One morning Jack received a phone call from Sadie Burke, saying that the Boss wanted to see him the next morning at ten. Jack asked who the Boss was, and she replied, "Willie Stark, Governor Stark, or don't you read the papers?" Jack went to see Willie, who offered him a job for $3,600 a year. Jack asked Willie who he would be working for--Willie or the state.

Willie said he would be working for him, not the state. Jack wondered how Willie could afiord to pay him $3,600 a year when the governorship only paid $5,000. But then he remembered the money Willie had made as a lawyer. He accepted the job, and the next night he went to have dinner at the Governor's mansion.

Chapter 3 Summary

Jack Burden tells about going home to Burden's Landing to visit his mother, some time in 1933. His mother disapproves of his working for Willie, and Theodore Murrell (his mother's husband, whom Jack thinks of as "the Young Executive") irritates him with his questions about politics. Jack remembers being happy in the family's mansion until he was six years old, when his father ("the Scholarly Attorney") left home to distribute religious pamphlets, and Jack's mother told him he had gone because he didn't love her anymore. She then married a succession of men: the Tycoon, the Count, and finally the Young Executive. Jack remembers picnicking with Adam and Anne Stanton, and swimming with Anne. He remembers arguing with his mother in 1915 over his decision to go to the State University instead of to Harvard.

That night in 1933, Jack, his mother, and the Young Executive go to Judge Irwin's for a dinner party; the assembled aristocrats talk politics, and are staunchly opposed to Willie Stark's liberal reforms. Jack is forced to entertain the pretty young Miss Dumonde, who irritates him. When he drives back to Willie's hotel, he kisses Sadie Burke on the forehead, simply because she isn't named Dumonde. On the drive back, Jack thinks about his parents in their youth, when his father brought his mother to Burden's Landing from her home in Arkansas. In Willie's room, hell is breaking loose: MacMurfee's men in the Legislature are mounting an impeachment attempt on Byram B. White, the state auditor, who has been involved in a graft scandal. Willie humiliates and insults White, but decides to protect him. This decision causes Hugh Miller, Willie's Attorney General, to resign from offce, and nearly provokes Lucy into leaving Willie. Willie orders Jack to dig up dirt on MacMurfee's men in the Legislature, and he begins frenetically stumping the state, giving speeches during the day and intimidating and blackmailing MacMurfee's men at night. Stunned by his aggressive activity, MacMurfee's men attempt to seize the offensive by impeaching Willie himself. But the blackmailing efiorts work, and the impeachment is called off before the vote can be taken. Still, the day of the impeachment, a huge crowd descends on the capital in support of Willie. Willie tells Jack that after the impeachment he is going to build a massive, state-of-the-art hospital; Willie wins his next election by a landslide.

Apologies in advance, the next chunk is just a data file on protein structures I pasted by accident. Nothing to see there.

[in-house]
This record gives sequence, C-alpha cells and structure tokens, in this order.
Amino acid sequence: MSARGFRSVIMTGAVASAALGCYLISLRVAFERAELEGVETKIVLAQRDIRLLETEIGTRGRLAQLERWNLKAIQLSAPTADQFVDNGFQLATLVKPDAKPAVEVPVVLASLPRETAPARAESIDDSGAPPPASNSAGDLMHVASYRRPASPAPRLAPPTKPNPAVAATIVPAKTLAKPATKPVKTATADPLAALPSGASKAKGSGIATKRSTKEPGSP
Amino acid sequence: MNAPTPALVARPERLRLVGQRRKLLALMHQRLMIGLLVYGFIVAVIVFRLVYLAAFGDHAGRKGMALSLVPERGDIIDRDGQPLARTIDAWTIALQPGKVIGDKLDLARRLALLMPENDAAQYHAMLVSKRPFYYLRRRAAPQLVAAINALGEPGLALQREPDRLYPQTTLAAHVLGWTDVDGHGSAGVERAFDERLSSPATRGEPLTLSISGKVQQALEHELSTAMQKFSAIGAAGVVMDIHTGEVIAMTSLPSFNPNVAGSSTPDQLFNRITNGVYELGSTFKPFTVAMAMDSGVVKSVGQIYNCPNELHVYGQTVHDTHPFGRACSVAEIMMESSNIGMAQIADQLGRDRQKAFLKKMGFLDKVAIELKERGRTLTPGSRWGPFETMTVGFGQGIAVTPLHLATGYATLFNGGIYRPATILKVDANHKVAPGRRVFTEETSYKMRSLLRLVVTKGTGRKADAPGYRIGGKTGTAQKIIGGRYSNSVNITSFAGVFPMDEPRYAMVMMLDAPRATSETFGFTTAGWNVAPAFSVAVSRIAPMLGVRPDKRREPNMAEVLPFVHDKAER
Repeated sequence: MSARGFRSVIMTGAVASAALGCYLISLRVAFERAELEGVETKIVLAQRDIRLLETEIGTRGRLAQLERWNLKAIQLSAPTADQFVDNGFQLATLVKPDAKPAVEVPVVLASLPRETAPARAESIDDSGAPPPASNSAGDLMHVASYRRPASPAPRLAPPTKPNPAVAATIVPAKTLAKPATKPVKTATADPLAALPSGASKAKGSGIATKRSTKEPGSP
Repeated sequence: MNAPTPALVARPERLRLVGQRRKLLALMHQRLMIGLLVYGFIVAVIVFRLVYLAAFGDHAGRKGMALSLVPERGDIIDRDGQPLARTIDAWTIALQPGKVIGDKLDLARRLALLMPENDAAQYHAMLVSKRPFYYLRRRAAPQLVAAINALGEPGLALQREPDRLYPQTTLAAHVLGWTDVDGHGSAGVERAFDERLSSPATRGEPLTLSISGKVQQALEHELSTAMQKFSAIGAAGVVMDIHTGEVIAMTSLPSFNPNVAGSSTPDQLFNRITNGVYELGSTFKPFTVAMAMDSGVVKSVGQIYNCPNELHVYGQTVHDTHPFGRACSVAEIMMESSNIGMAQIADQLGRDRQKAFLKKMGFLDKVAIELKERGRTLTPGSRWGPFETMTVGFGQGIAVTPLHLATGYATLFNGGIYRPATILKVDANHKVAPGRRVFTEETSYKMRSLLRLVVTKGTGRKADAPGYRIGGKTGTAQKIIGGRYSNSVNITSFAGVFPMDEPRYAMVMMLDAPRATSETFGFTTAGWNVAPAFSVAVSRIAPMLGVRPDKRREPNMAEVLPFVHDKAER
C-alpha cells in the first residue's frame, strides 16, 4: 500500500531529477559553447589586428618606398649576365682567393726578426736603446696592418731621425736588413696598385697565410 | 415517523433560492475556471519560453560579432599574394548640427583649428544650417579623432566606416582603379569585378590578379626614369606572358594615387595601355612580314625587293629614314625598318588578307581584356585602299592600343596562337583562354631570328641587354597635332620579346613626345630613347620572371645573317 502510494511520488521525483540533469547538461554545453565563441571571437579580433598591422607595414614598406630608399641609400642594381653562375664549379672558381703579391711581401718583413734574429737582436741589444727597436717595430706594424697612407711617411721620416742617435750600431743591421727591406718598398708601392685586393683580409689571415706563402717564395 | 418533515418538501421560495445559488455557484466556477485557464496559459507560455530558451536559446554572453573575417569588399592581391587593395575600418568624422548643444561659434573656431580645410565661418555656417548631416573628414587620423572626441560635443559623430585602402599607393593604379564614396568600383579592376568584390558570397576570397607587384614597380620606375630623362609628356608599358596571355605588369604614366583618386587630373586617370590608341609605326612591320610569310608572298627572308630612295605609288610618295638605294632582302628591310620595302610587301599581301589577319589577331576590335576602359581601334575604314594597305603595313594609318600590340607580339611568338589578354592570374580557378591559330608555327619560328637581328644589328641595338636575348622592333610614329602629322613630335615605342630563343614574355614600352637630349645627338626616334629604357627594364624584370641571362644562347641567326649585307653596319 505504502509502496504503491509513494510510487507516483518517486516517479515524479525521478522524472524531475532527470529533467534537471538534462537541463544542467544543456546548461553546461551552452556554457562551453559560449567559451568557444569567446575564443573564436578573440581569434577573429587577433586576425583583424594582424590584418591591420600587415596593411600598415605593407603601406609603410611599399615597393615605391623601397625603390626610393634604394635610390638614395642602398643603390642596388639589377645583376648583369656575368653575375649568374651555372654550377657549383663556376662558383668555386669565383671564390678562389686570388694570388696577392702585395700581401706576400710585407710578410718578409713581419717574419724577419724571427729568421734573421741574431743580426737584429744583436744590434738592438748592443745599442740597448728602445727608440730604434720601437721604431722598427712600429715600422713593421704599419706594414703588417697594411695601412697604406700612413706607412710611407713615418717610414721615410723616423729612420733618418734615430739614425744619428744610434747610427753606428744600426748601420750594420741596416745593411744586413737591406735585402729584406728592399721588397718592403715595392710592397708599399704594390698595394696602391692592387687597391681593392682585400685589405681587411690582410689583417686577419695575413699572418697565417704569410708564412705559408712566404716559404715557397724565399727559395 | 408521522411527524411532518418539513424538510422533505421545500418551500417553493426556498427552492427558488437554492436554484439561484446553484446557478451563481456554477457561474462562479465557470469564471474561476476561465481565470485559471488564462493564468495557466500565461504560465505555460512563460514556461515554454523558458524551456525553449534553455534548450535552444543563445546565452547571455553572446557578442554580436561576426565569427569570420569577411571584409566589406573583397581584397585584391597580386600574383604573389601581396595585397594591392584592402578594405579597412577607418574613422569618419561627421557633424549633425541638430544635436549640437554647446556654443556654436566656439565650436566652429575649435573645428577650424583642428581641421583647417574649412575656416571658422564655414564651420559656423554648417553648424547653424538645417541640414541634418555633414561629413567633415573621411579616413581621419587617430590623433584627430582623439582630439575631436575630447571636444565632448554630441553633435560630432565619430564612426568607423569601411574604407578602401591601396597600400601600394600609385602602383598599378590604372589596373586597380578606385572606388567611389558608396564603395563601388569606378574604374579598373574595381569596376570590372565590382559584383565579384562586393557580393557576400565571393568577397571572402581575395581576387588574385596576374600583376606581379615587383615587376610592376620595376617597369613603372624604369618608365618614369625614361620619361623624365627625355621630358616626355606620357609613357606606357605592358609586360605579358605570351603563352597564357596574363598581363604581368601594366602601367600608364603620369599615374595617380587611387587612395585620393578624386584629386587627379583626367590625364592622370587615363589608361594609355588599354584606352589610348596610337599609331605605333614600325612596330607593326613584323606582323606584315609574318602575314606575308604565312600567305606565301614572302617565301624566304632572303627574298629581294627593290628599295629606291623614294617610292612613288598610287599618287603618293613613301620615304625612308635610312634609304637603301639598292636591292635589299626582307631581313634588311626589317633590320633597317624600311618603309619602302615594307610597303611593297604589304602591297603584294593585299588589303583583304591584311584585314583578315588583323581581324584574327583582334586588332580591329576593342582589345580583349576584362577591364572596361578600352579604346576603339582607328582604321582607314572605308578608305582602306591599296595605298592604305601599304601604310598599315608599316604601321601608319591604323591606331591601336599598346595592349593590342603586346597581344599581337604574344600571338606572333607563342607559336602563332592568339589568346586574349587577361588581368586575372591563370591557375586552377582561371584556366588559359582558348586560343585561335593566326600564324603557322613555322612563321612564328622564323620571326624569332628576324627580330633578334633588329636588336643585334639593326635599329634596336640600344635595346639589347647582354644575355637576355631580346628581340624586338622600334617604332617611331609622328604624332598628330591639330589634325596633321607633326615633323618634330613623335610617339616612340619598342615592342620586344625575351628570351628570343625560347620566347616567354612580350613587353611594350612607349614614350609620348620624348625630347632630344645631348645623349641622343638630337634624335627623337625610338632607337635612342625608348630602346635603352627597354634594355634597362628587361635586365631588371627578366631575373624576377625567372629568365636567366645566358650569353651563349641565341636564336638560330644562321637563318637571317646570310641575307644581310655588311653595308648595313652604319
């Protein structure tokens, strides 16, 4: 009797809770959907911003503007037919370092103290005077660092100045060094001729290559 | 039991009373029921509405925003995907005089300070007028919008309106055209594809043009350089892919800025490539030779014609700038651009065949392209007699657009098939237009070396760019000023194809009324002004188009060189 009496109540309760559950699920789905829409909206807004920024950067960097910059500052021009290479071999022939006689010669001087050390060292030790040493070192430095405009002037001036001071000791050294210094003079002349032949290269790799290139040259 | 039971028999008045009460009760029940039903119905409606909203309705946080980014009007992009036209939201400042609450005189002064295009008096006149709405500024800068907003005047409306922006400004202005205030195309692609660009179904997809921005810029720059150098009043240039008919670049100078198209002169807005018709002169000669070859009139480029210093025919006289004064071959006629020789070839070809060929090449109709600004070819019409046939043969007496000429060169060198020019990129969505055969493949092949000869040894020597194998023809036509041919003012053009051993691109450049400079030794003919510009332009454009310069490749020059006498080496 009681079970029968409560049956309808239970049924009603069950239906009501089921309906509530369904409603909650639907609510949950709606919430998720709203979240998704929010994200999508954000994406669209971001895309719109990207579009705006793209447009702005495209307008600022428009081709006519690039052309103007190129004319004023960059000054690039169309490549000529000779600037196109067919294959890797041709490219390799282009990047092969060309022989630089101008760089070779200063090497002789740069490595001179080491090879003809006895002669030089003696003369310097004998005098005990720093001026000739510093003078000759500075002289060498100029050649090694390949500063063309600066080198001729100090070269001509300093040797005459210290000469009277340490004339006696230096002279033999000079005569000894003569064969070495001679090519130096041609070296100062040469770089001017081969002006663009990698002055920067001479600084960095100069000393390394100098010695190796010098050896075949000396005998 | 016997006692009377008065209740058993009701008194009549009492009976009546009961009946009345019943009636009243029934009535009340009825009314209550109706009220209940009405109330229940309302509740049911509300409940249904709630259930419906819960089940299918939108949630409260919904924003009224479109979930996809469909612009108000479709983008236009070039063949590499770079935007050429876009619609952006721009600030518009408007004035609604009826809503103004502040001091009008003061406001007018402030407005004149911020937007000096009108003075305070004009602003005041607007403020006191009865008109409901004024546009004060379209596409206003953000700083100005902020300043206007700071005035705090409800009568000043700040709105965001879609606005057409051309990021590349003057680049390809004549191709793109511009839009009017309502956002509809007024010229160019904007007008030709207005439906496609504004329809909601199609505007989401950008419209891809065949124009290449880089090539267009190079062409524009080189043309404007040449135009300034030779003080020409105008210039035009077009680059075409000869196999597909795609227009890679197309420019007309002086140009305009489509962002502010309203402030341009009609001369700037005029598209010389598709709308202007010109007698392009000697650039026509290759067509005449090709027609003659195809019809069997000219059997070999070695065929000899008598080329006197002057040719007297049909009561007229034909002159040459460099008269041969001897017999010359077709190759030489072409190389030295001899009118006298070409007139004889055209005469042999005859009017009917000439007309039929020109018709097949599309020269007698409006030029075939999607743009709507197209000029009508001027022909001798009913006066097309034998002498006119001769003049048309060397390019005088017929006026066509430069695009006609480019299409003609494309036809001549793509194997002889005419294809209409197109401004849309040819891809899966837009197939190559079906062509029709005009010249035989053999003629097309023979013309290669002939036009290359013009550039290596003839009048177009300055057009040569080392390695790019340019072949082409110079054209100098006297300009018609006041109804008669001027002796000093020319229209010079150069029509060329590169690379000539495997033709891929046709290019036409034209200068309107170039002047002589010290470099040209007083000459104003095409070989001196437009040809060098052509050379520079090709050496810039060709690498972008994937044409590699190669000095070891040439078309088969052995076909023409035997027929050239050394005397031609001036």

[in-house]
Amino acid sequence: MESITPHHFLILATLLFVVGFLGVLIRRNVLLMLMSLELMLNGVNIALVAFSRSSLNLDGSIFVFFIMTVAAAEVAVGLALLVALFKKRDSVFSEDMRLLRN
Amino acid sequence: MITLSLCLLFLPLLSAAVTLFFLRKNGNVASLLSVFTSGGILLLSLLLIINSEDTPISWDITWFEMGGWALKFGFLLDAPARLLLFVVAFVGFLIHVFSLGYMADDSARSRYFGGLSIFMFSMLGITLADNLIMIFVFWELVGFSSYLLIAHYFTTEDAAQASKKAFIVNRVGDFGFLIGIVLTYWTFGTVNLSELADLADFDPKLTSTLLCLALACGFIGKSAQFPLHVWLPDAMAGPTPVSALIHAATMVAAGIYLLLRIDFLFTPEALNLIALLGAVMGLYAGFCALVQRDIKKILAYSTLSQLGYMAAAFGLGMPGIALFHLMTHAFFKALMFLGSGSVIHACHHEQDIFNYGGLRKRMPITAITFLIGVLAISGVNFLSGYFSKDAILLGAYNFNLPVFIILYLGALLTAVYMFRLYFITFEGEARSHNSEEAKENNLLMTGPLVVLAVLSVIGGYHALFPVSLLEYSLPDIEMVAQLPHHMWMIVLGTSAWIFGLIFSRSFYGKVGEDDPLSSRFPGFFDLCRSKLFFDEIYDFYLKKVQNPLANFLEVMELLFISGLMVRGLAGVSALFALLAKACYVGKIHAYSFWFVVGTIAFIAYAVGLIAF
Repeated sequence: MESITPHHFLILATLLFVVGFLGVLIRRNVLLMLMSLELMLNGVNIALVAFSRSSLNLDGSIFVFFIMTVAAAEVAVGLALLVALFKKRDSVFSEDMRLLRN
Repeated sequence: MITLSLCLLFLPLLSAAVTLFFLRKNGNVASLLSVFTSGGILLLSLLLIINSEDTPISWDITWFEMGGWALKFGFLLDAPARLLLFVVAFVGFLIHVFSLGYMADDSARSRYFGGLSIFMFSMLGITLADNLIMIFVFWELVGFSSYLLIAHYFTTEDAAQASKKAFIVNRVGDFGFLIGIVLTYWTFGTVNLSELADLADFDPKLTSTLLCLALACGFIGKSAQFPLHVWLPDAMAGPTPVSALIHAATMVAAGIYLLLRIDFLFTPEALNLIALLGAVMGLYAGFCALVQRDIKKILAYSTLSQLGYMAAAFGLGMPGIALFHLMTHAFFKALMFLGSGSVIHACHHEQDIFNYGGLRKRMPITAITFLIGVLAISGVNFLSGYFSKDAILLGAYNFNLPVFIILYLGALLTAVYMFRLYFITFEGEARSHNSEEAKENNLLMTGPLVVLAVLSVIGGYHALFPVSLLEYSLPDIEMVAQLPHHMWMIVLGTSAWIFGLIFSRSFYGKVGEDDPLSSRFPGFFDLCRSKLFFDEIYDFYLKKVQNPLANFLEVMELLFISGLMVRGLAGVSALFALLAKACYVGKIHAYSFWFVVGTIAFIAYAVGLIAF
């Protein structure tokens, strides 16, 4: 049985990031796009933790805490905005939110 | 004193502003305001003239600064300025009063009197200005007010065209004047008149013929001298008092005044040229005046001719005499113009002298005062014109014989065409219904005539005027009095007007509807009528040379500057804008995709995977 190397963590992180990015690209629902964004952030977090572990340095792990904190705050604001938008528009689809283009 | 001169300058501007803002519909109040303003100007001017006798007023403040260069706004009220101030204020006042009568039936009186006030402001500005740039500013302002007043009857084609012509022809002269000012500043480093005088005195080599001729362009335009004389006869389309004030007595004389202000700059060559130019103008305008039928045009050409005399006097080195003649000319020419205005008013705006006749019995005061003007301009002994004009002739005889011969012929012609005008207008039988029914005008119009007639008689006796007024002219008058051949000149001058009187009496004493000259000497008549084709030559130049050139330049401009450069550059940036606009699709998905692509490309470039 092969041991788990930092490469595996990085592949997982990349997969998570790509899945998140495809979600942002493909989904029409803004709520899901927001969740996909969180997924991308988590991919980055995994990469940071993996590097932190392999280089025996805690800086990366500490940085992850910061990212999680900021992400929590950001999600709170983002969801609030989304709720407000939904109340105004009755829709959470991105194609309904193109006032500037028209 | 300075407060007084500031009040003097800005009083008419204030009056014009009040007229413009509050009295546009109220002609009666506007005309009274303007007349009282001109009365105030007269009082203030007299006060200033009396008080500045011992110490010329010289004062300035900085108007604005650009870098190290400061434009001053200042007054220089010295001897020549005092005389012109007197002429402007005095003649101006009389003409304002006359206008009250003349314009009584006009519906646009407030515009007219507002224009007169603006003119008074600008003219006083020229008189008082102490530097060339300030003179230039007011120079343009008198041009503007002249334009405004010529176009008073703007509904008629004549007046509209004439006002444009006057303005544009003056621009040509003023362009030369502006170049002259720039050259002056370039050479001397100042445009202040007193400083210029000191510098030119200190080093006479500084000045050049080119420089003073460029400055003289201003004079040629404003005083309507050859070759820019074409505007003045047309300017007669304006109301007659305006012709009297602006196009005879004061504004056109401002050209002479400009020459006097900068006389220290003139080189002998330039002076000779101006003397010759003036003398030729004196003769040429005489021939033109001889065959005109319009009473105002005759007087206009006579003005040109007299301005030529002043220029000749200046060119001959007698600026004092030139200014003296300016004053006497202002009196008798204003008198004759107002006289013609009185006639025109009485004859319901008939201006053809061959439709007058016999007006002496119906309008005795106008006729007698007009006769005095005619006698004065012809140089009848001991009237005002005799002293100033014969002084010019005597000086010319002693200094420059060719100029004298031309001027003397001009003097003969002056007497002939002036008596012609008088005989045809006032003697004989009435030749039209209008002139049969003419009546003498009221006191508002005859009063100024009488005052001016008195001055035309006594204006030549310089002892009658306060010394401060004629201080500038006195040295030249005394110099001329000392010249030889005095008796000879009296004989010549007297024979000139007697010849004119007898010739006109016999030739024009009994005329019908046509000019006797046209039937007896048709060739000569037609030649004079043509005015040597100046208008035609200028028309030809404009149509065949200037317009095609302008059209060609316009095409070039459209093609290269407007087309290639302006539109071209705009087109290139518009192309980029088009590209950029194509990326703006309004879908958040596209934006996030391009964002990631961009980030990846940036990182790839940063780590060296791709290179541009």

During all this time, Jack re ects on Willie's sexual conquests--he has begun a long-term afiair with Sadie Burke, who is fiercely jealous of his other mistresses, but Lucy seems to know nothing about it. Lucy does eventually leave Willie, spending time in St. Augustine and then at her sister's poultry farm, but they keep up the appearance of marriage. Jack speculates that Lucy does not sever all her ties with Willie for Tommy's sake, though teen-aged Tommy has become an arrogant football star with a string of sexual exploits of his own.

Chapter 4 Summary

Returning to the night in 1936 when he, Willie, and Sugar-Boy drove away from Judge Irwin's house, Jack re ects that his inquiry into Judge Irwin's past was really his second major historical study. He recalls his first, as a graduate student at the State University, studying for his Ph.D. in American History. Jack lived in a slovenly apartment with a pair of slovenly roommates, and blew all the money his mother sent him on drinking binges. He was writing his dissertation on the papers of Cass Mastern, his father's uncle.

As a student at Translyvania College in the 1850s, Cass Mastern had had an afiair with Annabelle Trice, the wife of his friend Duncan Trice. When Duncan discovered the afiair, he took off his wedding ring and shot himself, a suicide that was chalked up to accident. But Phebe, one of the Trices' slaves, had found the ring, and taken it to Annabelle Trice. Annabelle had been unable to bear the knowledge that Phebe knew about her sin, and so she sold her. Appalled to learn that Annabelle had sold Phebe instead of setting her free--and appalled to learn that she had separated the slave from her husband--Cass set out to find and free Phebe; but he failed, wounded in a fight with a man who ins